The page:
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Vol. LXI, No. 23
November 13, 2009
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Darwin Symposium Explores Naturalist and His Works

Charles Robert Darwin, age 45 in 1854, by then working towards publication of On the Origin of Species
Charles Robert Darwin, age 45 in 1854, by then working towards publication of On the Origin of Species

Though Charles Darwin died more than 120 years ago, the recent Darwin symposium showed that his groundbreaking On the Origin of Species and his theory of evolution live on in the minds of scientists, scholars and the public. As the pinnacle of a year-long series of events commemorating the 150th anniversary of On the Origin of Species, the Oct. 1 symposium brought together leading scholars and scientists to discuss the legacy of this book.

Titled “Finished Proofs?” (and held on the anniversary of the day Darwin finished the proofs of his book), the symposium traced the legacy of Darwinian evolution and explored why it has been so successful as a scientific pursuit yet relatively unpersuasive among other groups. This meditation on Darwin’s critics and supporters was intended to “illuminate the many ways in which ‘proof’ has been understood in the last 150 years,” said David Cantor, deputy director of the Office of NIH History (which organized the symposium, along with the National Library of Medicine’s History of Medicine Division).

Speakers highlighted past and ongoing debates and applications of Darwin’s theory of evolution. Janet Browne, a historian of science from Harvard University and noted Darwin scholar, kicked off the day by charting the changing attitudes toward Darwin from his burial in Westminster Abbey to his evocation in debates on evolution and creationism. Michael Ruse, a philosophy professor from Florida State University, provocatively asked whether Darwinism was past its sell-by date, before concluding that it was not. Barry Werth, the best-selling author of Banquet at Delmonico’s, described the complex reception of Darwinian evolutionary theory in the United States. Dr. Eric Green, NHGRI scientific director, explained the application of evolutionary theory to new models of genome sequencing.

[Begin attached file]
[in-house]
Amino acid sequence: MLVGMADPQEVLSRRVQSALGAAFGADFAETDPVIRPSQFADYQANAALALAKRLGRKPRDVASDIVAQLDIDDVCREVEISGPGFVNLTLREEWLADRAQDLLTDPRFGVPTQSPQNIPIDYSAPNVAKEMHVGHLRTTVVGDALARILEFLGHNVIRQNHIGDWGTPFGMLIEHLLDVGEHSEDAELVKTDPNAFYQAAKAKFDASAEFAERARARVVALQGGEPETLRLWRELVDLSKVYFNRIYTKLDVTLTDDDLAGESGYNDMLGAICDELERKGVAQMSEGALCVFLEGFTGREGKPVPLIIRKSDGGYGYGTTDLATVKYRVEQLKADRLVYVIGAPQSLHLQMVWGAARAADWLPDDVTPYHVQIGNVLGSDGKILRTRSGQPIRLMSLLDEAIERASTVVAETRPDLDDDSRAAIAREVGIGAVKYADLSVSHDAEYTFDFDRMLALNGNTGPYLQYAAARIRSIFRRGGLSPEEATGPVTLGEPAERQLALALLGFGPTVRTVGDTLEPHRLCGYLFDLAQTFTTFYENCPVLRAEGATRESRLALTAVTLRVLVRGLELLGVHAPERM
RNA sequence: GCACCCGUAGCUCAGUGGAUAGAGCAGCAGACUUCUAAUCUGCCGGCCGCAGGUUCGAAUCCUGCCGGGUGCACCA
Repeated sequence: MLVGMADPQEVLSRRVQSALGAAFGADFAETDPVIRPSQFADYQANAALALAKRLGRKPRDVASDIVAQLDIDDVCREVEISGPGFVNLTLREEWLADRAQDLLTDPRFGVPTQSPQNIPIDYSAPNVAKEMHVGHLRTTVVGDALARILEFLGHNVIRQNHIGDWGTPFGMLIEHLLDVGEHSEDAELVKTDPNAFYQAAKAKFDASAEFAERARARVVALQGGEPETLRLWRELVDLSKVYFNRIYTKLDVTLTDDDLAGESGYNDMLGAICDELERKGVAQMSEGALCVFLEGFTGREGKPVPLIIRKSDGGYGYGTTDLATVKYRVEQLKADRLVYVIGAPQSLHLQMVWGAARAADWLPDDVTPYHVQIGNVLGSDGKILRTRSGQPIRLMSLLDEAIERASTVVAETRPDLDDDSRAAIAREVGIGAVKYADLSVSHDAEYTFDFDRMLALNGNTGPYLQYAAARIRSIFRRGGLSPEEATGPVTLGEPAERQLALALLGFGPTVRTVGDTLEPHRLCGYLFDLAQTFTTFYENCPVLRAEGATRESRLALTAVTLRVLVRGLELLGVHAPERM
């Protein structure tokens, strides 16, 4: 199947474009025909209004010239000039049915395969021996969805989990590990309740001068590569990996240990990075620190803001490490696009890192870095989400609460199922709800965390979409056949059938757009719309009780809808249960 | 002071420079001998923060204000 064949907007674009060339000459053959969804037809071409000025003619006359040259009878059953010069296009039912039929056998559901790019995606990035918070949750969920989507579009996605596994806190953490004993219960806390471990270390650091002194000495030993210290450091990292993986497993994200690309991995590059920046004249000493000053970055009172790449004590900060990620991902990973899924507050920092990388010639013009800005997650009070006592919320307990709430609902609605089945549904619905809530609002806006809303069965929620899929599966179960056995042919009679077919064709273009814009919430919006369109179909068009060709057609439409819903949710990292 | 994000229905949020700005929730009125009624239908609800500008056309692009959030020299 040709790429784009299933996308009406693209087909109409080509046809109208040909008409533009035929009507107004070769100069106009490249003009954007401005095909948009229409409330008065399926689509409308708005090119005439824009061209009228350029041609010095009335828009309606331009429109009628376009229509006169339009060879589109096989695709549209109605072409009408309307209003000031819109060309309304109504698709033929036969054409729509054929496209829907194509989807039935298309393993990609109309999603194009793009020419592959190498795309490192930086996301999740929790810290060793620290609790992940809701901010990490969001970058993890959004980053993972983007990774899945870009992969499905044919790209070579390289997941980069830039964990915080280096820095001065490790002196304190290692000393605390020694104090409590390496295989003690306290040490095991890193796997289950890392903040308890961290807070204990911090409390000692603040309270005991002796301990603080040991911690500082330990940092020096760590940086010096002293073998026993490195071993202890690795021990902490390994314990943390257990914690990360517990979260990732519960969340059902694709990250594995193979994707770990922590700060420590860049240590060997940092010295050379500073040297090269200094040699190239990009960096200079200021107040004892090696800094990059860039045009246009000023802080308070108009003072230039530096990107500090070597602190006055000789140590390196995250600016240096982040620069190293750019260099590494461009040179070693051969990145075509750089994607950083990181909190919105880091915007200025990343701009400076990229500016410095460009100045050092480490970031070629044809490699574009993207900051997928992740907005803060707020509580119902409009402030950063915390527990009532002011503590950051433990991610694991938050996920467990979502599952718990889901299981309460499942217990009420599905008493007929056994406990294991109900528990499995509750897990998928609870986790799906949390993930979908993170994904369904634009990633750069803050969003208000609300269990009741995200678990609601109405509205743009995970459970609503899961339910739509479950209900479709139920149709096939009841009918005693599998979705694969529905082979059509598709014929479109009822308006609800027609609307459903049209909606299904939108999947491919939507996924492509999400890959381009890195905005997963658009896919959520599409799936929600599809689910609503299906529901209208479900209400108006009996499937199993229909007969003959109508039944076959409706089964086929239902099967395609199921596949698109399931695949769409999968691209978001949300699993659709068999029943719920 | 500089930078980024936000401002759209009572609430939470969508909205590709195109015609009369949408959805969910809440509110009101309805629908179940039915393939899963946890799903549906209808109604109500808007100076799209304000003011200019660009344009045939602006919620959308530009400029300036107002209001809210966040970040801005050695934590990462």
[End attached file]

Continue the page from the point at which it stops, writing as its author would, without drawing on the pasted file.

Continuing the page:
Symposium organizer David Cantor (l) joins members of the recent Darwin symposium, including (from l) Barry Werth, Nathaniel Comfort, Dr. Maxine Singer, Dr. Alan Guttmacher, Janet Browne, Dr. Eric Green, Joe Palca and Michael Ruse.
Symposium organizer David Cantor (l) joins members of the recent Darwin symposium, including (from l) Barry Werth, Nathaniel Comfort, Dr. Maxine Singer, Dr. Alan Guttmacher, Janet Browne, Dr. Eric Green, Joe Palca and Michael Ruse.

The symposium closed with a panel discussion of Darwin, evolution and the problems of public education led by Dr. Maxine Singer, former president of the Carnegie Institution of Washington; National Public Radio science correspondent Joe Palca; Nathaniel Comfort, biographer of Nobel laureate Dr. Barbara McClintock; and Dr. Alan Guttmacher, acting director of NHGRI. The discussion showed how “proof” continues to mean different things to different groups—part of the reason why Darwinism remains a divisive issue to this day.

Panelists and audience members also considered how to respectfully engage and educate the broader public on Darwinian evolution. Collaborating with churches, staffing schools with teachers with scientific backgrounds and clearly relaying the scientific process and what among scientists is currently considered scientific “proof” were among the approaches discussed.—Sejal Patel NIHRecord Icon

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